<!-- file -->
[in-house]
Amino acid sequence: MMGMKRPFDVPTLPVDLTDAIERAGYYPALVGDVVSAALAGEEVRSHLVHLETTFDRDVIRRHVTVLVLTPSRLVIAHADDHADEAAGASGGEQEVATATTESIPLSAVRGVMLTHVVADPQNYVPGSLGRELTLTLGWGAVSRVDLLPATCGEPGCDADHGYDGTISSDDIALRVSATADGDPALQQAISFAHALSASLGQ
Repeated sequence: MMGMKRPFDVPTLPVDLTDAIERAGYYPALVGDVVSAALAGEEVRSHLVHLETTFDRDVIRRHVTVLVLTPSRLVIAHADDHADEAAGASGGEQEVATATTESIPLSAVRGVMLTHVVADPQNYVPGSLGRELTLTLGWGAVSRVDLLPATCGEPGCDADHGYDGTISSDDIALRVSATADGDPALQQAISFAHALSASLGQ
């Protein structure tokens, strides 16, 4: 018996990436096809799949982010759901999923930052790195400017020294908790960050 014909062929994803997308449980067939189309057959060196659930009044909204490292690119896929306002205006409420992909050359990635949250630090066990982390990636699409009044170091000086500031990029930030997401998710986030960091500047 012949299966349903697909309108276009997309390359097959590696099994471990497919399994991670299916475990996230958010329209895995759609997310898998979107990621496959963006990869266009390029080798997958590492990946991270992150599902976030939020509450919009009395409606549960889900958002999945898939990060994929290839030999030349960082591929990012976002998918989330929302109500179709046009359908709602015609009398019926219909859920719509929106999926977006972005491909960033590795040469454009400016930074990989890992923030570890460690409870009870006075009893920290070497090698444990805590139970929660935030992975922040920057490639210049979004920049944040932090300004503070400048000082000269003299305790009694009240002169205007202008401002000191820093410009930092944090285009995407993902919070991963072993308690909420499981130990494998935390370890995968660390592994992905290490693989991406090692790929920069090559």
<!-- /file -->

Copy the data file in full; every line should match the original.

[in-house]
Amino acid sequence: MMGMKRPFDVPTLPVDLTDAIERAGYYPALVGDVVSAALAGEEVRSHLVHLETTFDRDVIRRHVTVLVLTPSRLVIAHADDHADEAAGASGGEQEVATATTESIPLSAVRGVMLTHVVADPQNYVPGSLGRELTLTLGWGAVSRVDLLPATCGEPGCDADHGYDGTISSDDIALRVSATADGDPALQQAISFAHALSASLGQ
Repeated sequence: MMGMKRPFDVPTLPVDLTDAIERAGYYPALVGDVVSAALAGEEVRSHLVHLETTFDRDVIRRHVTVLVLTPSRLVIAHADDHADEAAGASGGEQEVATATTESIPLSAVRGVMLTHVVADPQNYVPGSLGRELTLTLGWGAVSRVDLLPATCGEPGCDADHGYDGTISSDDIALRVSATADGDPALQQAISFAHALSASLGQ
């Protein structure tokens, strides 16, 4: 018996990436096809799949982010759901999923930052790195400017020294908790960050 014909062929994803997308449980067939189309057959060196659930009044909204490292690119896929306002205006409420992909050359990635949250630090066990982390990636699409009044170091000086500031990029930030997401998710986030960091500047 012949299966349903697909309108276009997309390359097959590696099994471990497919399994991670299916475990996230958010329209895995759609997310898998979107990621496959963006990869266009390029080798997958590492990946991270992150599902976030939020509450919009009395409606549960889900958002999945898939990060994929290839030999030349960082591929990012976002998918989330929302109500179709046009359908709602015609009398019926219909859920719509929106999926977006972005491909960033590795040469454009400016930074990989890992923030570890460690409870009870006075009893920290070497090698444990805590139970929660935030992975922040920057490639210049979004920049944040932090300004503070400048000082000269003299305790009694009240002169205007202008401002000191820093410009930092944090285009995407993902919070991963072993308690909420499981130990494998935390370890995968660390592994992905290490693989991406090692790929920069090559």